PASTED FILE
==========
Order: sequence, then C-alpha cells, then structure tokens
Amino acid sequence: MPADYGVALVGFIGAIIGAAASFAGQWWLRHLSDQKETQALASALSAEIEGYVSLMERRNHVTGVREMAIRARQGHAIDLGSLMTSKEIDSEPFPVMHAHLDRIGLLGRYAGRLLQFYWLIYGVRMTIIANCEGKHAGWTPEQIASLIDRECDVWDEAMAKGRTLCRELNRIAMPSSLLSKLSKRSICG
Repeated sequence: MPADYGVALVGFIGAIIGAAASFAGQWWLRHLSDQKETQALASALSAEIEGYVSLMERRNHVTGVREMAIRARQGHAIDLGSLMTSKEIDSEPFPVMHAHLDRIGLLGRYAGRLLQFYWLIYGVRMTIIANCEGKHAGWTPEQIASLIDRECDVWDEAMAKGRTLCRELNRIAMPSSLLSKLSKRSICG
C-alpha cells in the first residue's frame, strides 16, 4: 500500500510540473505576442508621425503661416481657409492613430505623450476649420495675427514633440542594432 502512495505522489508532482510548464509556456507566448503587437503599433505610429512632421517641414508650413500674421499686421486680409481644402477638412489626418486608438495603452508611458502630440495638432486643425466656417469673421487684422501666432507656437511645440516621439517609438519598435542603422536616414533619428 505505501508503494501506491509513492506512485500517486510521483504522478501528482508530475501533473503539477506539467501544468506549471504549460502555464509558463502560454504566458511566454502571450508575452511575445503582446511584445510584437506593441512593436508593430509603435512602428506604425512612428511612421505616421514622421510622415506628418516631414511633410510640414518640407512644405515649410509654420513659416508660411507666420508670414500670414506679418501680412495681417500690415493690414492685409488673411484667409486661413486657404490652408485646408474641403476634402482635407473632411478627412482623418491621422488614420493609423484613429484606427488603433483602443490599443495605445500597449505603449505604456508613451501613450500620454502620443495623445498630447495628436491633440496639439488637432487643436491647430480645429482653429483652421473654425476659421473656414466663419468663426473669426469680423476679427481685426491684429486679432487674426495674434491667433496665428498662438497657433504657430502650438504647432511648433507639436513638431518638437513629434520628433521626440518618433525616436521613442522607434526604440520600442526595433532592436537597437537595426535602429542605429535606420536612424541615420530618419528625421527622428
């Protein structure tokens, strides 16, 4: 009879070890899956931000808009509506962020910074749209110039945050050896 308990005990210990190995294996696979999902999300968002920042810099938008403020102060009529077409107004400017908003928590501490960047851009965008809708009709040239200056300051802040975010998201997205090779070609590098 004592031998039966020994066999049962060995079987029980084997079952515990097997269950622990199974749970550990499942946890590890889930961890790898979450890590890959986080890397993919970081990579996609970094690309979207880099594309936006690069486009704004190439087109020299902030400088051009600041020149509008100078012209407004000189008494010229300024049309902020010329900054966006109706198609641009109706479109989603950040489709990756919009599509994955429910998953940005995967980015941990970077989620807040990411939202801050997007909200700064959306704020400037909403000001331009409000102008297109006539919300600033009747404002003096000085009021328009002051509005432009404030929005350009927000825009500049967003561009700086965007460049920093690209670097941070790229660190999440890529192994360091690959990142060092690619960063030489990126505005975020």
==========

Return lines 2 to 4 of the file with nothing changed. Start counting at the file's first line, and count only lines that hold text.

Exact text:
Amino acid sequence: MPADYGVALVGFIGAIIGAAASFAGQWWLRHLSDQKETQALASALSAEIEGYVSLMERRNHVTGVREMAIRARQGHAIDLGSLMTSKEIDSEPFPVMHAHLDRIGLLGRYAGRLLQFYWLIYGVRMTIIANCEGKHAGWTPEQIASLIDRECDVWDEAMAKGRTLCRELNRIAMPSSLLSKLSKRSICG
Repeated sequence: MPADYGVALVGFIGAIIGAAASFAGQWWLRHLSDQKETQALASALSAEIEGYVSLMERRNHVTGVREMAIRARQGHAIDLGSLMTSKEIDSEPFPVMHAHLDRIGLLGRYAGRLLQFYWLIYGVRMTIIANCEGKHAGWTPEQIASLIDRECDVWDEAMAKGRTLCRELNRIAMPSSLLSKLSKRSICG
C-alpha cells in the first residue's frame, strides 16, 4: 500500500510540473505576442508621425503661416481657409492613430505623450476649420495675427514633440542594432 502512495505522489508532482510548464509556456507566448503587437503599433505610429512632421517641414508650413500674421499686421486680409481644402477638412489626418486608438495603452508611458502630440495638432486643425466656417469673421487684422501666432507656437511645440516621439517609438519598435542603422536616414533619428 505505501508503494501506491509513492506512485500517486510521483504522478501528482508530475501533473503539477506539467501544468506549471504549460502555464509558463502560454504566458511566454502571450508575452511575445503582446511584445510584437506593441512593436508593430509603435512602428506604425512612428511612421505616421514622421510622415506628418516631414511633410510640414518640407512644405515649410509654420513659416508660411507666420508670414500670414506679418501680412495681417500690415493690414492685409488673411484667409486661413486657404490652408485646408474641403476634402482635407473632411478627412482623418491621422488614420493609423484613429484606427488603433483602443490599443495605445500597449505603449505604456508613451501613450500620454502620443495623445498630447495628436491633440496639439488637432487643436491647430480645429482653429483652421473654425476659421473656414466663419468663426473669426469680423476679427481685426491684429486679432487674426495674434491667433496665428498662438497657433504657430502650438504647432511648433507639436513638431518638437513629434520628433521626440518618433525616436521613442522607434526604440520600442526595433532592436537597437537595426535602429542605429535606420536612424541615420530618419528625421527622428